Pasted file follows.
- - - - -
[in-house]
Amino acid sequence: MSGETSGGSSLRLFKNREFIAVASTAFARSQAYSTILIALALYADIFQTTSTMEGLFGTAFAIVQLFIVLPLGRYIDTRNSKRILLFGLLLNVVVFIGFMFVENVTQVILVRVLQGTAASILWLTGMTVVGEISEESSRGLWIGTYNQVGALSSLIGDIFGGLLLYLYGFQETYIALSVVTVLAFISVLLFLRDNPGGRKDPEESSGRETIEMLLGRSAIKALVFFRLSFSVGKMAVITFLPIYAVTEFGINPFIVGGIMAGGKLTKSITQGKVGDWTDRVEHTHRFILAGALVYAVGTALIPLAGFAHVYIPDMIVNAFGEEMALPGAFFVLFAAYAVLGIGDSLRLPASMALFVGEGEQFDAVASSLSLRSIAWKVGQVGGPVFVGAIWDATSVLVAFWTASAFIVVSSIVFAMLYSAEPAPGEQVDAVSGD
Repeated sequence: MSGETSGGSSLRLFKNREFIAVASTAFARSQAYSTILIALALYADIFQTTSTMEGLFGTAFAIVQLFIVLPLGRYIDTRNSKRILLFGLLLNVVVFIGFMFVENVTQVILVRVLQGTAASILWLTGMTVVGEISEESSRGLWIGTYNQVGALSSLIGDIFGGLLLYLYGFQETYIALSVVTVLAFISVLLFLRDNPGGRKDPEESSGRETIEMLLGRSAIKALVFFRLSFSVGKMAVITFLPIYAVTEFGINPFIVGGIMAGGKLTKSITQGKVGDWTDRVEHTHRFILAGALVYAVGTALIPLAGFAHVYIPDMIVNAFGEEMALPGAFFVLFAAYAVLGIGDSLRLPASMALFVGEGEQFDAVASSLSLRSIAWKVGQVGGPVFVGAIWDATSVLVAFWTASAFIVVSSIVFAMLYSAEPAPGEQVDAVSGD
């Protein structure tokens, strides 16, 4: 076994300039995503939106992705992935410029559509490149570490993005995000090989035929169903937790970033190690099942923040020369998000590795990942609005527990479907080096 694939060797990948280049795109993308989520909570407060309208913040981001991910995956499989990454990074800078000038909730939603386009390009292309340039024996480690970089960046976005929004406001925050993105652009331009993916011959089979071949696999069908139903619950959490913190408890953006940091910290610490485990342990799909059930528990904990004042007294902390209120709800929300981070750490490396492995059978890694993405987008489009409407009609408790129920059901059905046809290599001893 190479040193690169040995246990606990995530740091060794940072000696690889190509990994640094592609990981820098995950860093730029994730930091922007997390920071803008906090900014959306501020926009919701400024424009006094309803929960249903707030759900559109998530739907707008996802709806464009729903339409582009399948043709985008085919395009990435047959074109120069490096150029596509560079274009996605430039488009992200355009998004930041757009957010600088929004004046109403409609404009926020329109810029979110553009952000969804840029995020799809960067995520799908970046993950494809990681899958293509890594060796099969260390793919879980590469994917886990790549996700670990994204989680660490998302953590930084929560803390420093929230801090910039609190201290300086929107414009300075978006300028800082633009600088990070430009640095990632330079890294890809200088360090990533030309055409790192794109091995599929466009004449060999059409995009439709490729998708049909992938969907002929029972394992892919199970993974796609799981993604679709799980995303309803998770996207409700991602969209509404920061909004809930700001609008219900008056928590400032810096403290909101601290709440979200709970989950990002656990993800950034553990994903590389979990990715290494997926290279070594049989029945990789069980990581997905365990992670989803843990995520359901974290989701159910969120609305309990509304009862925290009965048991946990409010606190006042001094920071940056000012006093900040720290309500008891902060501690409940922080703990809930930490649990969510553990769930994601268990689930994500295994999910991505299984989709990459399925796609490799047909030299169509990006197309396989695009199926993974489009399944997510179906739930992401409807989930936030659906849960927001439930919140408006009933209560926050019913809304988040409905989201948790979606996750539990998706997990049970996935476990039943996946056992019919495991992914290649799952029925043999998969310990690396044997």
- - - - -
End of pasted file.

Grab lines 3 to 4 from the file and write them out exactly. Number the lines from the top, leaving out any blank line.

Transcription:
Repeated sequence: MSGETSGGSSLRLFKNREFIAVASTAFARSQAYSTILIALALYADIFQTTSTMEGLFGTAFAIVQLFIVLPLGRYIDTRNSKRILLFGLLLNVVVFIGFMFVENVTQVILVRVLQGTAASILWLTGMTVVGEISEESSRGLWIGTYNQVGALSSLIGDIFGGLLLYLYGFQETYIALSVVTVLAFISVLLFLRDNPGGRKDPEESSGRETIEMLLGRSAIKALVFFRLSFSVGKMAVITFLPIYAVTEFGINPFIVGGIMAGGKLTKSITQGKVGDWTDRVEHTHRFILAGALVYAVGTALIPLAGFAHVYIPDMIVNAFGEEMALPGAFFVLFAAYAVLGIGDSLRLPASMALFVGEGEQFDAVASSLSLRSIAWKVGQVGGPVFVGAIWDATSVLVAFWTASAFIVVSSIVFAMLYSAEPAPGEQVDAVSGD
């Protein structure tokens, strides 16, 4: 076994300039995503939106992705992935410029559509490149570490993005995000090989035929169903937790970033190690099942923040020369998000590795990942609005527990479907080096 694939060797990948280049795109993308989520909570407060309208913040981001991910995956499989990454990074800078000038909730939603386009390009292309340039024996480690970089960046976005929004406001925050993105652009331009993916011959089979071949696999069908139903619950959490913190408890953006940091910290610490485990342990799909059930528990904990004042007294902390209120709800929300981070750490490396492995059978890694993405987008489009409407009609408790129920059901059905046809290599001893 190479040193690169040995246990606990995530740091060794940072000696690889190509990994640094592609990981820098995950860093730029994730930091922007997390920071803008906090900014959306501020926009919701400024424009006094309803929960249903707030759900559109998530739907707008996802709806464009729903339409582009399948043709985008085919395009990435047959074109120069490096150029596509560079274009996605430039488009992200355009998004930041757009957010600088929004004046109403409609404009926020329109810029979110553009952000969804840029995020799809960067995520799908970046993950494809990681899958293509890594060796099969260390793919879980590469994917886990790549996700670990994204989680660490998302953590930084929560803390420093929230801090910039609190201290300086929107414009300075978006300028800082633009600088990070430009640095990632330079890294890809200088360090990533030309055409790192794109091995599929466009004449060999059409995009439709490729998708049909992938969907002929029972394992892919199970993974796609799981993604679709799980995303309803998770996207409700991602969209509404920061909004809930700001609008219900008056928590400032810096403290909101601290709440979200709970989950990002656990993800950034553990994903590389979990990715290494997926290279070594049989029945990789069980990581997905365990992670989803843990995520359901974290989701159910969120609305309990509304009862925290009965048991946990409010606190006042001094920071940056000012006093900040720290309500008891902060501690409940922080703990809930930490649990969510553990769930994601268990689930994500295994999910991505299984989709990459399925796609490799047909030299169509990006197309396989695009199926993974489009399944997510179906739930992401409807989930936030659906849960927001439930919140408006009933209560926050019913809304988040409905989201948790979606996750539990998706997990049970996935476990039943996946056992019919495991992914290649799952029925043999998969310990690396044997």